The operation of the carburetor can be confusing to some, especially the more complicated ones, like Mikuni and Kiehin. I guess lets start with the way ALL carburetors operate.
Carburetors function on a principal of pressure difference. When there is a higher amount of pressure in one area, it will always try to take the easiest route to the lower pressure area, to neutralize the difference. Moving air over a surface creates low pressure. The faster the air moves over the surface (higher the velocity) the lower the pressure. For example, lets say you put a sheet of paper up to your bottom lip (don’t get a paper cut) and blow across the top of it. You will notice that the paper raises. the paper raises because the air on the bottom of the paper is has higher pressure and is trying to fill the low pressure area you are creating on the top. The harder you blow across the top of the paper (increasing the velocity), the higher the paper will rise. We can create a pressure difference inside a tube that flows air into the intake of your engine by placing a venturi into the throat of the carburetor.
As a whole the carburetor is a complex mechanism but can be easily understood when each system is broken down.
When air moves through a tube, it creates a kind of momentum (because air has mass and volume). when a small hole is inserted into this air-stream at a 90º the air moving over the hole produces a negative pressure in the hole. This small amount of negative pressure is what causes fuel from the float bowl to enter the engine using the atmospheric pressure pushing down on the fuel in the float bowl.
To increase efficiency of this system most carburetor manufacturers put a streamlined restriction into the throat of the carburetor called a venturi. The venturi causes a low pressure area that is usually referred to as vacuum. The main fuel tube is usually located in this low pressure high flow area. The faster moving air over the tube is more efficient at getting the fuel into the air-stream.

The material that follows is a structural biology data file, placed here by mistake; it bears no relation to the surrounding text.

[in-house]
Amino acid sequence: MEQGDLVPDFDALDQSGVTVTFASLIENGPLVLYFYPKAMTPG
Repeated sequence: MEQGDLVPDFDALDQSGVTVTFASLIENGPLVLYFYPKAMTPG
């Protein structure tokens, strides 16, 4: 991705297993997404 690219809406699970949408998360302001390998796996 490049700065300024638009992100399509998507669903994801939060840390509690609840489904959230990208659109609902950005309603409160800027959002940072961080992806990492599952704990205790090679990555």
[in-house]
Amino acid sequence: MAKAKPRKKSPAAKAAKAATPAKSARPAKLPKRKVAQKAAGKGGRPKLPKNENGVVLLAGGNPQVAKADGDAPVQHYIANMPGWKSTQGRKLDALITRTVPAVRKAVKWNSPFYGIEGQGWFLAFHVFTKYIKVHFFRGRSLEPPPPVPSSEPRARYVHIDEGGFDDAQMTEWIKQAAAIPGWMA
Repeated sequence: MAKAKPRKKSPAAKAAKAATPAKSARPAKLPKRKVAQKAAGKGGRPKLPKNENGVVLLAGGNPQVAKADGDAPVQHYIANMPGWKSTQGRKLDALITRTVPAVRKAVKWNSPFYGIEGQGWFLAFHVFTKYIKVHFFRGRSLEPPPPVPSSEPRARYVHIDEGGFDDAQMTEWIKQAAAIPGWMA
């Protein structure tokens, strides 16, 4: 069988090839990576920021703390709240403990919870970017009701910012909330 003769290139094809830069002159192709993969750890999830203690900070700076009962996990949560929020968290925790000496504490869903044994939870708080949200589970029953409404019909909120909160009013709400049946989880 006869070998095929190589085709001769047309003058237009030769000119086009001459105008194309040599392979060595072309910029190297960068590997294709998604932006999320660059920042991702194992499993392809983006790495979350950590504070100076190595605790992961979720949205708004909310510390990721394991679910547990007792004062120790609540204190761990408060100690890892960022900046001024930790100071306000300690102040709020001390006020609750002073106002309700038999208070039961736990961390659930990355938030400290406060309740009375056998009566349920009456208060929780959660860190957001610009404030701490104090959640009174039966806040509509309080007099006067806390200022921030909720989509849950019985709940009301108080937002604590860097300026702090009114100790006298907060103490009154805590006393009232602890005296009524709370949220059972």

So this is all fine and dandy if you have an engine that is set at one
RPM or speed. So what happens to a variable speed engine when that throttle is snapped open from an Idle? Well pressure
in the carb equalizes for a moment, causing fuel in the fuel pickup
tube to slow or stop flowing. This causes engine hesitation. Other systems are put in place to help keep this from happening, like an accelerator pump.
So here is your standard slide carburetor. These are generally used on recreation vehicles such as motorcycles, snowmobiles, 4wheelers, etc. So where is the venturi in this picture? The throttle slide is what makes the venturi. The less throttle the smaller the venturi and faster the airflow. The amount of fuel that is allowed to flow into the engine is controlled by the needle. The needle on this type of carburetor is tapered. This type of carburetor has a slew of parts that can be changed so a guy/gal can get them adjusted correctly. The individual tuning operations will have to be on another post or Mikuni also has a great tuning book for all their carburetors.
So why do they need so many adjustments? Motorcycles, snowmobiles, 4wheelers, etc. all run and operate at different altitudes and temperatures (air density changes with these factors, therefore the engines that are tuned for performance changes). The higher performance an engine gets, the more critical it is to tune the carburetor to use this performance to its max. This is also referred to as jetting your carb. The thing is, more than the jets can be changed for tuning purposes.
Basically, if you know how a carburetor should operate, this knowledge can be stretched and adapted to all carburetors.
The most important thing is, if you have questions about something ask. You wont be the first to ask, and you will not be the last. A whole lot of time and money can be saved if you ask or reference the manual.
If your working on snowmobiles I found it was best to get the repair manual if I was unsure about how a particular carburetor was tuned, how it worked, or how the carburetor went together. I found that the Clymer Snowmobile Service Manual – SMS11 was the most useful when it came to finding information on snowmobile carburetors when I couldn’t find a manual for the older snowmobiles I was working on. (this was back in 93 – 94 when I didn’t have the internet) Now-days we have it easy, if you belong to a specific forum for what you are working on, more than likely someone will come up with the manual you need, just search the forum or ask.